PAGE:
The Texas Instruments eZ430 Chronos is a cool gadget. It has bidirectional radio communication, and a whole bunch of sensors: temperature, pressure, acceleration.
In fact, it is a development kit for the MSP 430 (a low-power microcontroller), that TI packaged as a watch (pure genius!), and delivered with plenty of tools. Its firmware can be modified to implement new features into the watch.
Even without developing anything on the watch, it is a terrific toy:
- the watch alone is pretty cool --and has the TI logo ;-),
- the default features allow for a wide range of cool experimentations and developments around it.
The RF communication has a quite short range, and quite low consumption. It is not Bluetooth, but SimpliciTI[TM] or BlueRobin[TM].
Pretty much documentation about the watch (sample code, specifications, schematics) can be found on the Web. Google is your friend.
Watch to PC
The watch comes along with an access point (i.e. the peer device the watch can talk to) in the form of a dongle, incorporating a TI chip that can, on one side, talk to the watch via RF, and on the other side, talk to the PC via an USB slave interface.
When the access point is plugged into a PC, a PC application provided by TI can exploit it to communicate with the watch: graph sensors, set the watch time, calibrate sensors, send fitness data. The nice thing is that TI wrote it in a scripting language (venerable Tcl/Tk) to run on multiple OS-es.
It is very easy to write your own PC application, as shown by some examples written in Python. There are numerous such examples that can be found on the web.
Watch to Arduino
What about using an Arduino instead of a PC? You could make completely pocket-sized projects!
Surprisingly, I could not find any clue about it on the web.
I evaluated several USB host libraries, and finally found the right application source code to get started (ACM on CDC, for modem, by Circuits@Home, http://www.circuitsathome.com; Oleg, thanks for the library, examples, and for the help!).
It finally works, it's very simple, and that's what I'm covering with the present post.
Just basic Arduino knowledge is required. However, this post is not an Arduino tutorial.
Enough said, let's get to the point!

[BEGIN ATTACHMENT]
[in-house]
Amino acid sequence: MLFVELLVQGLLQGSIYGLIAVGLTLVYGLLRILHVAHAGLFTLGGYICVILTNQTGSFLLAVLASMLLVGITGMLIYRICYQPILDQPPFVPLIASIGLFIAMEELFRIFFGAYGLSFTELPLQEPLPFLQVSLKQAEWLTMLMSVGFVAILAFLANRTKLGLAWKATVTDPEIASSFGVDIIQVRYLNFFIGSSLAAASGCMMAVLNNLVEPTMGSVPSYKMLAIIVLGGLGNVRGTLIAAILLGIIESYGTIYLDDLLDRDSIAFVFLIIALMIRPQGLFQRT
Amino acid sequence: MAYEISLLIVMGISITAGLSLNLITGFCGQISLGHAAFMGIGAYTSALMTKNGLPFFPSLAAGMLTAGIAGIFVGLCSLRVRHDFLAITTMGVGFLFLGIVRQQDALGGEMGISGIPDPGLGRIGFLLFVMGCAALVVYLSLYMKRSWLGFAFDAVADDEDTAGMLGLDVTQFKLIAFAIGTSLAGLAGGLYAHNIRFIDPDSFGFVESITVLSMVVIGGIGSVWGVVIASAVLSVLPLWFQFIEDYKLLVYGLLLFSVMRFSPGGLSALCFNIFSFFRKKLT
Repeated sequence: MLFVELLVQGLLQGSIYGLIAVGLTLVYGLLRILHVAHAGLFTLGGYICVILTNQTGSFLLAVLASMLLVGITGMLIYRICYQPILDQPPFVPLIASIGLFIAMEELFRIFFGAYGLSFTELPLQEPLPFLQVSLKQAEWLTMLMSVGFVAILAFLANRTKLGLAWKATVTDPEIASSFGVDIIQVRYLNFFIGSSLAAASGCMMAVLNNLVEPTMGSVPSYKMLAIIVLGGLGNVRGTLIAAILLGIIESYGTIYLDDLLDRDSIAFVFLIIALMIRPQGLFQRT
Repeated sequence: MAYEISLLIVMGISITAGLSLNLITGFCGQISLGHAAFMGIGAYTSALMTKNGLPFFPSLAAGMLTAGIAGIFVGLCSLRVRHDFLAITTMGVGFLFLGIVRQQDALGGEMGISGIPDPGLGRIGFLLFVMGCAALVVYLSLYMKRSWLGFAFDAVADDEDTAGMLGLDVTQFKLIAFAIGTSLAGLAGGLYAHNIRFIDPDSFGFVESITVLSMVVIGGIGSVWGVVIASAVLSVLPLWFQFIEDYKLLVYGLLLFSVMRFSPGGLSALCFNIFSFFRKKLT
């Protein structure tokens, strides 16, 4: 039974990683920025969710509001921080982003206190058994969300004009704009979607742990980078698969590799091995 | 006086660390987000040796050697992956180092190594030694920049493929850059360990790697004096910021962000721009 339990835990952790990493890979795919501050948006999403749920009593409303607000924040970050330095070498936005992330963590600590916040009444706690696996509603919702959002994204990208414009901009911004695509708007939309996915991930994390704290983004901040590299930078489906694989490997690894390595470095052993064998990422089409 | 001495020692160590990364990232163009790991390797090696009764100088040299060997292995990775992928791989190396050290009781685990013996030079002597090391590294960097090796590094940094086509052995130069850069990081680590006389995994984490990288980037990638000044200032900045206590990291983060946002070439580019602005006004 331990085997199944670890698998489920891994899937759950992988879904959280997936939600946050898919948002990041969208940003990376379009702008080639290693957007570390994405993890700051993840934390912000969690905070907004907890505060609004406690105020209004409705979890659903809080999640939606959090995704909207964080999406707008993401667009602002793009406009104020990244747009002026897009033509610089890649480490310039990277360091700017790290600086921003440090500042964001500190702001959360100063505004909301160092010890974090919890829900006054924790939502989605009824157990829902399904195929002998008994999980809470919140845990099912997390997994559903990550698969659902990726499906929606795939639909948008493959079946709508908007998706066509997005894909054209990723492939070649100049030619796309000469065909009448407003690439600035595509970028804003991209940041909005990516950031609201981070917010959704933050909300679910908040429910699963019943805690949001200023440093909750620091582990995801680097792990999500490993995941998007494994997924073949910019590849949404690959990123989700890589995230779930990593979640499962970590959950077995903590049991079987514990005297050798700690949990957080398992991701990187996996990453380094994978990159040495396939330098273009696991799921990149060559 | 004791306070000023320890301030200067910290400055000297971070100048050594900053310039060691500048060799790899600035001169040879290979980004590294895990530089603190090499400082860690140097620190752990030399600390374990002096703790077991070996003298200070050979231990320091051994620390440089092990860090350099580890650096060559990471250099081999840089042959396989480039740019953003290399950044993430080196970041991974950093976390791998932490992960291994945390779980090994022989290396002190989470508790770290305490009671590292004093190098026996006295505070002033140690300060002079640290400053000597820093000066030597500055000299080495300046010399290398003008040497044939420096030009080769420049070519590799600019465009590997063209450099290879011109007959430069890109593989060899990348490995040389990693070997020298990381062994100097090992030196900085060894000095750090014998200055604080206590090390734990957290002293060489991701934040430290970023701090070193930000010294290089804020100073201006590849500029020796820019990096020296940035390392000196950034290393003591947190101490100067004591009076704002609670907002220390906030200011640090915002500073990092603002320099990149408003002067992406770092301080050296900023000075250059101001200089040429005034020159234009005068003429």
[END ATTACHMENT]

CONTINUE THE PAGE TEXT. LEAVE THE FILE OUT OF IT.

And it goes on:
Step 1: Needed Stuff
You can purchase the TI eZ430 Chronos watch from several resellers (e.g. Mouser, Farnell, or Amazon). It will come along with:
- software and doc on a CDROM,
- an USB dongle that is an RF access point,
- an USB dongle to reprogram the watch, (we won't use it here),
- a screwdriver to open the watch (we won't use it either * )
Any more or less standard Arduino will do, and the most important thing is to have USB host capability.
For this, the following configurations are among the possible ones:
Arduino (mine is Duemilanove) and an USB host shield (mine is from Circuits@Home)
- or -
- Arduino Mega ADK (important: must be ADK variant! it has USB host on board)
Step 2: The Arduino Sketch
Install this library into your Arduino system:
- Important: use this 2.0 version of the library
On Linux, the library files will have to reside in
Edit the library file avrpins.h
(on Linux: /usr/share/arduino/libraries/USB_Host_Shield_2_0/avrpins.h)
- and uncomment one of the lines #define BOARD_MEGA_ADK or #define BOARD_TEENSY if your board is one of these. For say Uno or Duemilanove, leave them commented out.
Create the Arduino sketch
Create an Arduino sketch from the file eZ430_basic.zip attached in this step. Compile, upload and run.
How it works
The initialization is done by instantiating these objects:
USB Usb; // instantiate USB
ACMAsyncOper AsyncOper; // Create CDC
ACM Acm(&Usb, &AsyncOper); // Create ACM and bind CDC to USB
Then, in the loop(), one shall call this to let the USB stack run:
To exchange data with the USB device:
Acm.RcvData(&len, receive_buffer); // init len w/ buffer size, will be updated with len received
We need to send two different frames, one to turn the dongle's RF on, and one to request data from the watch. Then we will need to receive and decode one frame, containing the watch response (or absence thereof).
Step 3: Using This Demo
The access point returns responses by such frames:
0xFF 0x06 0x07 KK XX YY ZZ
KK = 0xFF when there is no response (no watch in range or sending, or frame lost)
KK = 0x01 when no buttons is pressed,
KK = other values depending on buttons
XX, YY, ZZ = when KK is not 0xFF: value of X resp. Y and Z acceleration, as 8 bit signed int
The Arduino uses its slave interface connected to a PC to get its power from the PC, and send result messages to a terminal.
On the picture, you can see the output while I moved the watch and pressed on the #, * and up buttons. Note that the watch does not debounce the buttons, so one press can generate several events. If this is an issue, debouncing has to be implemented on the Arduino side.
Step 4: Next Steps
It is easy to modify the sketch in order to control LEDs, servos, relays, etc. by using the ACC or PPt modes of the watch. Arduino-based home automation and robotics can now get controlled by the watch.
In the PPt mode, the X, Y and Z acceleration values are all zero, and KK = 0x12, 0x32, 0x22 upon button presses.
There are other features that are easy to use in SimpliciTI[TM] mode (getting sensor, time and date data, calibrating sensors), by slightly modifying this sketch, and setting the watch in the Sync mode.
Also, in the BlueRobin[TM] mode, one can send fitness measurement data to the watch: the Arduino can become a sport sensor.
Even Further steps
Then, by modifying the watch firmware itself, one can create brand new modes, displays and functions on the watch. I did not explore this area yet, but examples can be found on the web. It requires slightly more advanced knowledge (C, MSP430, and IAR toolchain).
I hope this post was useful.
Now, get a watch, an Arduino with USB host, and make and post an awesome project!